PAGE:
The USA Freedom Act, the only major new bill promising real reform, has been stalled in the Judiciary Committee. The House Intelligence bill may be worse than the status quo. Politico reported on Thursday that companies like Facebook and are now "holding fire" on the hill when it comes to pushing for legislative reform.

The keepers of the everyday internet seem to care more about PR than helping their users. The truth is, if the major tech companies really wanted to force meanginful surveillance reform, they could do so tomorrow. Just follow the example of OKCupid from last week.

Mozilla, the maker of the popular Firefox browser, was under fire for hiring Brendan Eich as CEO because of his $1,000 donation in support of Prop 8 six years ago, and OKCupid decided to make a political statement of its own by splashing a message criticizing Mozilla before would-be daters could get to OKCupid's front page. The site even encouraged users to switch to another browser. The move made the already smoldering situation explode. Two days later, Mozilla's CEO was out of a job, and OKCupid got partial credit for the reversal.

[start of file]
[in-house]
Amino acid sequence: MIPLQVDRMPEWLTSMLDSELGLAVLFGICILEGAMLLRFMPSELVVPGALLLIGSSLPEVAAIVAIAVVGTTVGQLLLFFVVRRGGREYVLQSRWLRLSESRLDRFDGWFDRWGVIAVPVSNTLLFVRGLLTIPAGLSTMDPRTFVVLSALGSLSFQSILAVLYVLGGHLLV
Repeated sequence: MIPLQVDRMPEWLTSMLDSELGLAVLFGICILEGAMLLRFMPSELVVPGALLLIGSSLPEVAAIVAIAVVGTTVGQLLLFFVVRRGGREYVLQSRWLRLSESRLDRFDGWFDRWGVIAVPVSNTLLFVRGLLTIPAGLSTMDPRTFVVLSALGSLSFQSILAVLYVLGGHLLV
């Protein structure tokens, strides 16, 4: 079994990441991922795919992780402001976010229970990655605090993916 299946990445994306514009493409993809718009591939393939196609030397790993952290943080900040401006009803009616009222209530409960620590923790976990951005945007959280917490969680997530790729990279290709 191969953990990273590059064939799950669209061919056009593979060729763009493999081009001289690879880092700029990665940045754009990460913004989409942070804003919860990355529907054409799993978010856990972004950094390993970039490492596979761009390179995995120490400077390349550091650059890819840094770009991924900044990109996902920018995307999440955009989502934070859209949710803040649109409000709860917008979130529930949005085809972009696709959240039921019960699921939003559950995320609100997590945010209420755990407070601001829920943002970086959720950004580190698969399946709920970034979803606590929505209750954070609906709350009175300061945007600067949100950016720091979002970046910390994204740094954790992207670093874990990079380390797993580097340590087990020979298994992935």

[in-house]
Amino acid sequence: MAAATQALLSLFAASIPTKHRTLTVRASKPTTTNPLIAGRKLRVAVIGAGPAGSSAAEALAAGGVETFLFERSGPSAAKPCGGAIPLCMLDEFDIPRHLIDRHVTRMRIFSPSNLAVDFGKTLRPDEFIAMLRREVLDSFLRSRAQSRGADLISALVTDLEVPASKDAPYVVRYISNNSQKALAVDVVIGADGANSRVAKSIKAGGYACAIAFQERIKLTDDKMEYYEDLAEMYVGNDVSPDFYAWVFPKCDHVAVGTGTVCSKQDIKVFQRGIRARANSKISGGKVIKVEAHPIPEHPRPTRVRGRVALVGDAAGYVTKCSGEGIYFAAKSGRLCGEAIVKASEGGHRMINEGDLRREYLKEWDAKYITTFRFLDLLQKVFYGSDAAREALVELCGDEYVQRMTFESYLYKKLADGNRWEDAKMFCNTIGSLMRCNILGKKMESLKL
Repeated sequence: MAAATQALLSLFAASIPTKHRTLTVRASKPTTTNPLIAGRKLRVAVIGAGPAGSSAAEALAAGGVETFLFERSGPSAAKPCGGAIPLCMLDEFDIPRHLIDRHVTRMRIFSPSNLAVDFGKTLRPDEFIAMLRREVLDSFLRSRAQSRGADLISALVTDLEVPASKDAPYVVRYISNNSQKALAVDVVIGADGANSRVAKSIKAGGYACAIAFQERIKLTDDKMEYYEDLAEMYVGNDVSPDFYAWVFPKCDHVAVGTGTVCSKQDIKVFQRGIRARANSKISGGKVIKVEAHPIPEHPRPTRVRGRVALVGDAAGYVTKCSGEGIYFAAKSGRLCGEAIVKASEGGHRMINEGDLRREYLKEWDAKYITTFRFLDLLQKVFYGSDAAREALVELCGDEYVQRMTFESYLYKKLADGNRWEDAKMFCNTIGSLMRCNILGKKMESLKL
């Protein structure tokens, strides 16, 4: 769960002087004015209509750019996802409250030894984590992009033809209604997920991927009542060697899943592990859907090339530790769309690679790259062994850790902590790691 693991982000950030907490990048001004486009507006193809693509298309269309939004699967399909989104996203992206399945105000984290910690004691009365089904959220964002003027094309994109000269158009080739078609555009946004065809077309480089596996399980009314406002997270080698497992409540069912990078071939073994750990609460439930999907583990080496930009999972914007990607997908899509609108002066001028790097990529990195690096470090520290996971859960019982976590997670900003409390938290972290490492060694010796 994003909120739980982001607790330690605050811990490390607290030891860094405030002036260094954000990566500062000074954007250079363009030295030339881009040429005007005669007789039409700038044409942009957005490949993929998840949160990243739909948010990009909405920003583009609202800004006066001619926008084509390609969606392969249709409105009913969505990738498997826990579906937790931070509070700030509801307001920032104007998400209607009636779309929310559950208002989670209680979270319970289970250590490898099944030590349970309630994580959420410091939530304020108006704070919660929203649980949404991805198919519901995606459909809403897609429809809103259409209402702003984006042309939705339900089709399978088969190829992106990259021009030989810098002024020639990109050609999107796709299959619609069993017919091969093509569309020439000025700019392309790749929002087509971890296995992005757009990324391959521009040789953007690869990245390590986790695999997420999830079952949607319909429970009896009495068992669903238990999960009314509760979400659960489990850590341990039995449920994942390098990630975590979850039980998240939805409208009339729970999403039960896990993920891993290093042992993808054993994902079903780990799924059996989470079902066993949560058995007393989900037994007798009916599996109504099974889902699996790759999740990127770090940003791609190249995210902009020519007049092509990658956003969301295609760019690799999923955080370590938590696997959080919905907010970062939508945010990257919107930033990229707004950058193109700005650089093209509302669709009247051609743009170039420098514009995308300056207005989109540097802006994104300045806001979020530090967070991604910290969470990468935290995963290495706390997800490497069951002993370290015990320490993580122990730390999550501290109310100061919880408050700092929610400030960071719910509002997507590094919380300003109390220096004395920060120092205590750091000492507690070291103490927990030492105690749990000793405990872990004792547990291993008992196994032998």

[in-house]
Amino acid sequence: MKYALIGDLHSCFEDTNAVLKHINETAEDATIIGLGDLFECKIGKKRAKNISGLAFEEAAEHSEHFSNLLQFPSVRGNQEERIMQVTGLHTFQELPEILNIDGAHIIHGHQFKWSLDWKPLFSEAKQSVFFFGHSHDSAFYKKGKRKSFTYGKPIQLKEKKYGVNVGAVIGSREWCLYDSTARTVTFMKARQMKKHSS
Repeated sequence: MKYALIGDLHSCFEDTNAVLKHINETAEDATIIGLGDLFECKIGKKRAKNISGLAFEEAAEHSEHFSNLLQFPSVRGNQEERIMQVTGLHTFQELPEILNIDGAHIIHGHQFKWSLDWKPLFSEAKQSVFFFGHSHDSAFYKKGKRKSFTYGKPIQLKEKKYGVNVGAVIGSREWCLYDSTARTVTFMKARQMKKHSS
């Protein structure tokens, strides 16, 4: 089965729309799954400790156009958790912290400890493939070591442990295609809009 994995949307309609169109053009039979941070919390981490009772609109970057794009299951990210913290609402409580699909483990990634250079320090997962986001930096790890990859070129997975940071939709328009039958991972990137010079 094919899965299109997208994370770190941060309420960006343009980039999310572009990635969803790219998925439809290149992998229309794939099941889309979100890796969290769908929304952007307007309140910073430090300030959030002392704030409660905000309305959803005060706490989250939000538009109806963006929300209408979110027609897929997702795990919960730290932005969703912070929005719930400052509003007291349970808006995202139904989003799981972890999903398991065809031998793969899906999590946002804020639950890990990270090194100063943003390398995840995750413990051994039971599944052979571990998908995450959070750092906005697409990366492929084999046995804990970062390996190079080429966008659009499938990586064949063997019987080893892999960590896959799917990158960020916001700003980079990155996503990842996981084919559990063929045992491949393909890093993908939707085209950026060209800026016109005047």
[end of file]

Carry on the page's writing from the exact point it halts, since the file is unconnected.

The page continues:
The leading internet companies could easily force Congress' hand by pulling an OKCupid: at the top of your News Feed all next week, in place of Monday's Google doodle, a mobile push alert, an email newsletter: CALL YOUR MEMBER OF CONGRESS. Tell them to SUPPORT THE USA FREEDOM ACT and tell the NSA to stop breaking common encryption.

Safe and Sustainable Food Gets Big in China

Safe and Sustainable Food Gets Big in China

A string of food scandals and a growing diabetes epidemic are prompting people to rethink the way they consume food. WSJ’s Wei Gu speaks to Joint US‑China Cooperation on Clean Energy's (JUCCCE) Peggy Liu about the new food movement in China.

What American Healthcare Can Learn From Germany

What American Healthcare Can Learn From Germany